All that is left a Wigmore today is:

The tump at Wigmore is clearly seen by the steep sides that fall away from the entrance. The Normans illustrated the defensive nature of this type of construction in this tapestry:

If we look at the photo below we can see a similarity in the Old Castle, Diniethon, at Llanbadarn Fawr.

The fortifications were enhanced by the River Ithon. The Old Castle sweeping down to the spectacular Alpine Bridge.

The History of the Castle goes back to a time when the Welsh Princes were in the ascendency.

“Old Castle was captured by Madog ap Idnerth (1056-1140) in 1134/5

It was rebuilt by Madog’s son Cadwallon in 1165.

 It is not mentioned after Cadwallon’s death in 1179.

Old Castle was in use from ?1000  to 1179 (180 years)

Old Castle was replaced by Ralph’s great-grandson, another Ralph Mortimer (1198 – 1246) with new fortifications at Cefnllys in 1242.”

  • Trelowgoed Mill

We are not quite clear on the date the Mill started but the building is old if we go by the thickness of the walls. Geraint speculated that it might have been built during a similar period to the Old Castle. The picture below shows the Mill with its wheel.

The Mill House, referred to as “Ye Olde Mill” is seen in the slide below having groceries delivered from the Emporium in Llandrindod.

G.W. Ridyard in his “Supplementary Notes on the Water Mills of Radnorshire – Part IV” has a section on Trelowgoed Mill.

He refers to the fact that the Mill was working into the 1940’s but by 1950 it was no longer active.

The leet is described as very short, about 100 ft, comes from a weir nearby. Geraint says that even today the leet brings water lapping at the front door of the house in heavy rains.

The wheel was an ‘over-shot’ wheel, described by Ridyard as not the most efficient, and can be seen here with Artie Lewis and his sister in the 1930’s:

And showing the wheel in more detail:

There is more detail on the ownership and occupants of the Mill in the 19th Century at:

As a minor deviation, Geraint put up a slide of an old Tythe Map of the area around the Mill, which also identified a ‘Parsonage’.

The property has completely disappeared, and Geraint is glad that he did not have to reside there.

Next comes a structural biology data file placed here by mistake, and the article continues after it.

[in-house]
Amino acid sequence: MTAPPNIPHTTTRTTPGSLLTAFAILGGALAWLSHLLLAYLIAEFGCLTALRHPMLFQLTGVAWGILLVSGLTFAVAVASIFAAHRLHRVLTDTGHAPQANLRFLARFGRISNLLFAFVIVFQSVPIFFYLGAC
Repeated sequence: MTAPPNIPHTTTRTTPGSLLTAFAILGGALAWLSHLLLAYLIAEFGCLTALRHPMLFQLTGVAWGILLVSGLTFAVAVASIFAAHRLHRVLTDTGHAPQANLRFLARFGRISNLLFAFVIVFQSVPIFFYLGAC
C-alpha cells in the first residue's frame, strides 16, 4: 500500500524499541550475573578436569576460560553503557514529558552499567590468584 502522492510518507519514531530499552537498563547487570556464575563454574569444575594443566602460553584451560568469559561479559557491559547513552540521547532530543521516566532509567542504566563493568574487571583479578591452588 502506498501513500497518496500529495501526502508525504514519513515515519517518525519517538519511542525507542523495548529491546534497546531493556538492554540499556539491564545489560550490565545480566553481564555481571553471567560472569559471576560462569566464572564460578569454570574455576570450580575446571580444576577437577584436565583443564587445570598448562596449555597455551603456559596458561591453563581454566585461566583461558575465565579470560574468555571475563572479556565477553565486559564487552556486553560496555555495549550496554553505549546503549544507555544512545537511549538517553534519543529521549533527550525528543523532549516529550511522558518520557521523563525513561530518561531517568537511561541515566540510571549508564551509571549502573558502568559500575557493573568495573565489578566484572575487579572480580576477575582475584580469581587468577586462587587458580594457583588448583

• St. Padarn’s Church, Llanbadarn Fawr

The Church is ‘home’ territory for Geraint, but there are lots of questions that still arise about its origins. The Old Church:

Looks to be quite a simple construction but, if it dates back to the time of the Castle, then maybe the ambitions were for something much greater. The doorway certainly suggests that it had ambitions, as with the Castle, to rival its namesake near Aberystwyth, Ceredigion, which has been described as one of the most important early Christian settlements in Wales. (Interestingly, Gerald of Wales describes spending a night in Llanbadarn Fawr Church, Aberystwyth, with the Archbishop of Canterbury, Archbishop Baldwin, in 1188. The same year that the pair also visited  Crug Eryr when recruiting for the 3rd Crusade.)

Coming back to the Old Church here in Radnorshire, it was demolished in the Victorian era, and rebuilt in 1878/9. The Architect, Stephen Williams has sometimes been described as being responsible for ‘5 ugly’ churches in Radnorshire. Geraint feels that this is an unfair assessment of the man and his churches.

The doorway has however remained and is a subject of academic interest. The article by Rita Wood and David Stephenson, printed in Archaeologica Cambrensis Vol 156 2007 pp 51-72, is a must read.  

Geraint would say that ‘the Norman Church was built in the early years of the 12th century while Ralph Mortimer I was holding Castell Dinieithon (Old Castle). The Carving is believed to have been done by members of the Dymock School of carvers’. Rita Wood does, at one point in her article, postulate that the quality of the carving did suggest this, but later in the article she questions this in relation to what she believes was the carver’s adherence to local clerical interventions. What is clear is that the carving displays a quality equivalent to that of the Dymock School. This was a ‘grand entrance’ to a very modest church.

The tympanum is one of only two to have survived in situ in Wales – the other is at Penmon in Anglesey. (Another one was found in a farmyard at Abbeycwmhyr.)

The carving depicts Paradise with the tree of life in the centre and two lions. The suggestion is that the cats head is the head of a risen and triumphant Christ. The star then represents Christ as the light of the world.

Carvings of dragons below represent the devil.

The two figures to the left may be Adam and Eve OR Padarn and Reaus his servant whom he healed (Geraint is not convinced by this explanation relating to St Padarn).

The Norman head may be Ralph Mortimer. Geraint asked if we thought it looked like him?

The dragon eating its tail, the Ouroboros, emblematic serpent of ancient Egypt and Greece, represented with its tail in its mouth, continually devouring itself and being reborn from itself. A gnostic and alchemical symbol, Ouroboros expresses the unity of all things, material and spiritual, which never disappear but perpetually change form in an eternal cycle of destruction and re-creation.

Then there is the Roman Stone reused following the demolition of the Old Church is possibly from Capel Maelog, the ancient Church near the Lake in Llandrindod Wells, the stone having come from the Roman Fort, Castell Collen, situated between Llandrindod and Llanyre.

High up above the doorway there is an additional carving, possibly from the Old Church, that has been put ‘out of the way’. It appears to be a ‘Sheela Na Gig’, but it only has a part of a full Sheela and has therefore not been classified as such. (See: )

There is an old Font in Llanbadarn Fawr Church, standing beside a new Font. It has features that relate back to the Norman Period. The Cover, dated 1678 is particularly fine.

There are a number of dedications that are worthy of mentioning: